In effect, the university is not interested in whether or not the athletes succeed in the class (and I have worked at colleges where it was strongly encouraged that we give athletes high enough grades to keep them in the program, regardless of their actual work). The college may not be interested in their academic success, as long as they keep the gravy train rolling in.

Academic Success

I am, however, interested in my students’ academic success. All of them. That means two things, to me: getting athletes to class as often as possible, and keeping the environment around attendance fair and equitable. I refuse to be forced into discrimination by college policies.

Whenever possible, I have quietly done away with zero-tolerance attendance policies. I no longer take off fractions of a grade, or penalize in marginal ways students who have extra-curricular obligations, or who simply would rather not be in class. There are two ways I’ve taken this, and I’m not sure which is better. At times, I’ve done away with “excused absences” altogether. A student can miss so many classes (four or five, usually a couple more than the university allows) for any reason. Any more than that and the student can not get a grade higher than a C in the class. (I’ll write about “contract grading” later.) This applies equally to athletes, non-athletes, and students of every faith and interest.

At other times, I’ve replaced the attendance policy with graded in-class writing. In this case, attendance isn’t technically part of the grade, but students who show up more will get a higher in-class writing grade, and I anticipate for everyone to miss a handful of these in-class writings or quizzes, about as many as I would allow absences. There is research that this is the most effective way to incentivize student attendance and participation, but it feels like a cheat, to me, and I prefer the grading contract model, in part because it puts the choice in the hands of students.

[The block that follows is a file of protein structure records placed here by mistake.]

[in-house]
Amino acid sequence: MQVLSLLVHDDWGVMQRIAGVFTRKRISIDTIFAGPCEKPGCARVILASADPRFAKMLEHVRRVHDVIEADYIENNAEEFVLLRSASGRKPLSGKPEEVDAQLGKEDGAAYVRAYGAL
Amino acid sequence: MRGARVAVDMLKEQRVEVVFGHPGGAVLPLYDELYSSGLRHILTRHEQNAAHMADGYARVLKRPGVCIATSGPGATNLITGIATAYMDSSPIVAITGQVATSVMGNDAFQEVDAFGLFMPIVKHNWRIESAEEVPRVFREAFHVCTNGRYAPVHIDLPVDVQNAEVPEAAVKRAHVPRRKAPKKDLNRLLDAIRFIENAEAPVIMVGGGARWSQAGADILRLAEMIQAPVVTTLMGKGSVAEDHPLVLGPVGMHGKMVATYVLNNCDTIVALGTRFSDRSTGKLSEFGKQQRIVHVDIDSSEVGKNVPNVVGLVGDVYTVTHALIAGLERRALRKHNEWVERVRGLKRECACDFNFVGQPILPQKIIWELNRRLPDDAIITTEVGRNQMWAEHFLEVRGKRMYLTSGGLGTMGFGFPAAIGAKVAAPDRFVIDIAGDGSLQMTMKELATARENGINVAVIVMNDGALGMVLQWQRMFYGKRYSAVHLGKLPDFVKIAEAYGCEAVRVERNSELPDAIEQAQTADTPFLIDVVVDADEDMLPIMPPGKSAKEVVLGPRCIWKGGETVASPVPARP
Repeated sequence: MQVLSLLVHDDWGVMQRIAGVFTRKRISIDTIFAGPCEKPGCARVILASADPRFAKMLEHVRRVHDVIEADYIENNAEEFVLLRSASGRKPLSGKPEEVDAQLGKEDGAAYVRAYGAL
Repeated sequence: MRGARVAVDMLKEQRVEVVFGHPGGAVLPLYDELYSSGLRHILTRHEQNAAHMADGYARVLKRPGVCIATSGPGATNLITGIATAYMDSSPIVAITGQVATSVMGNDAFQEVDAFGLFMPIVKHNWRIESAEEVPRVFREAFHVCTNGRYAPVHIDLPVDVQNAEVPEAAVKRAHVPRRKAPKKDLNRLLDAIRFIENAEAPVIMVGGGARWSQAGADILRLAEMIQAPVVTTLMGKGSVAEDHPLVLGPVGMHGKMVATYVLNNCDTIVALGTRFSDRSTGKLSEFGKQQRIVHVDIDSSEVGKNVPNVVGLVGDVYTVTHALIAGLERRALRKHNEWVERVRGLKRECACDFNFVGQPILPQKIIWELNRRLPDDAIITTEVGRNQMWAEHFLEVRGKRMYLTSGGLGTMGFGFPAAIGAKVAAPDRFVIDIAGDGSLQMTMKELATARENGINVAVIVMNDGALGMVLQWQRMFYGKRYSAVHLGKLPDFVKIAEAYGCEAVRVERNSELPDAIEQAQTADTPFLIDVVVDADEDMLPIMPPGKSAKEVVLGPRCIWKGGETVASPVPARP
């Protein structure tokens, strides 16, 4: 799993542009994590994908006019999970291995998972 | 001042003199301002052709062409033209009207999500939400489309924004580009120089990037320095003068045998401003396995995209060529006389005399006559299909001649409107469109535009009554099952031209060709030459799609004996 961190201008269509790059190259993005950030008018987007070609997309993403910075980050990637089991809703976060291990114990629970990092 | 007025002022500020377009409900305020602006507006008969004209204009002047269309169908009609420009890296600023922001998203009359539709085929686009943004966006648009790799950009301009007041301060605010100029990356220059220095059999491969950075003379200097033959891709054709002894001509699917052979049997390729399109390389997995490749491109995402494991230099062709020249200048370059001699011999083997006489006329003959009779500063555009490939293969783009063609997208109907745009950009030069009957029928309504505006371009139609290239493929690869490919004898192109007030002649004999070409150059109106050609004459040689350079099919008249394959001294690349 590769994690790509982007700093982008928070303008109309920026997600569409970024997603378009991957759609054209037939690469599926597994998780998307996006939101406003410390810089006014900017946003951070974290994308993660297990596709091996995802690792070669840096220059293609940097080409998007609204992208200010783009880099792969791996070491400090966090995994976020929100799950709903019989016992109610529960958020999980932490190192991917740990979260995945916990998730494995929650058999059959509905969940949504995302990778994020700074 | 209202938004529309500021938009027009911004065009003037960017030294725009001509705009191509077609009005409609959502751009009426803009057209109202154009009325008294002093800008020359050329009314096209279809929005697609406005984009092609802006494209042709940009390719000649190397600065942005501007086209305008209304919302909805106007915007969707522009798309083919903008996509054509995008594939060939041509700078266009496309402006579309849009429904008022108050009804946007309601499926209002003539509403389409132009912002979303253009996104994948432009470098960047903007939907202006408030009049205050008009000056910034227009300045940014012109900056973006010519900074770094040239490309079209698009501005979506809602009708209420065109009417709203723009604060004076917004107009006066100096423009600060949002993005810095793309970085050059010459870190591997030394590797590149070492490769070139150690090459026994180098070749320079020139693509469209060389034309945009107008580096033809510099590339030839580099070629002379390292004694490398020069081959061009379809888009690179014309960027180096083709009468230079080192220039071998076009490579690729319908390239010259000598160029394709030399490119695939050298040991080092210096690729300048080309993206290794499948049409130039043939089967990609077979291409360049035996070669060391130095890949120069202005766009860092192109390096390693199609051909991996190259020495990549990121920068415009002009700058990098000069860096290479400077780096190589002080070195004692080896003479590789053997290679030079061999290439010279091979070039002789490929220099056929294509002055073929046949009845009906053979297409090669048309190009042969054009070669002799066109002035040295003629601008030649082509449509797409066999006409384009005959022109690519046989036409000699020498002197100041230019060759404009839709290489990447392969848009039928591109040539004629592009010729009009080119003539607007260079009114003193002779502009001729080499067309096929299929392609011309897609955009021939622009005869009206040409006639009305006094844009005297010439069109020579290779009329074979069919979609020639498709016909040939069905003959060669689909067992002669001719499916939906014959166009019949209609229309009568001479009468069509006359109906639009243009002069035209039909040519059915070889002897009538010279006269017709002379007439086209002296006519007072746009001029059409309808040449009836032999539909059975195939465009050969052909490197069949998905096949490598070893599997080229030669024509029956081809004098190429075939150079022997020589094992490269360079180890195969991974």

Removing Discrimination

The most important part of any attendance policy, for me, is that it encourages students to be in class where they can learn from one another, and from me. At the same time, why penalize auto-didacts? Yes, we want to rope in the students who are less inclined to come to class than to sleep in, or to work on classes that they think are more important, but is an attendance policy the best way to do that? Is punishment the best answer, or is there a way to positively reinforce attendance, instead?

I don’t have the answers to this. I know that my students deserve to be treated like adults, and treated fairly. There is an argument that attendance policies mirror the workplace attendance policies that students will encounter. If they don’t show up for work, then they will get fired. That argument falls apart when it meets the athlete exception, however. There is no workplace that will allow employees to take the day off to play football, after all. Either we’re teaching them a life skill or we’re not. I don’t believe that’s the point of attendance policies.

The point of attendance policies is to get students into the classroom, where we can teach them, but those policies backfire when they discriminate against one population and privilege another. Those policies fail auto-didacts, and students whose family or employment situations demand more of them than “traditional” students’ do. In that way, too, attendance policies discriminate against students who are economically disadvantaged, and must work to put themselves through school, and against students with health issues (or relatives who have health issues). We often tell those students, “maybe this isn’t the semester to take this class,” but when we say that we are really saying, “the university setting isn’t the place for you, until you are more like a traditional student.”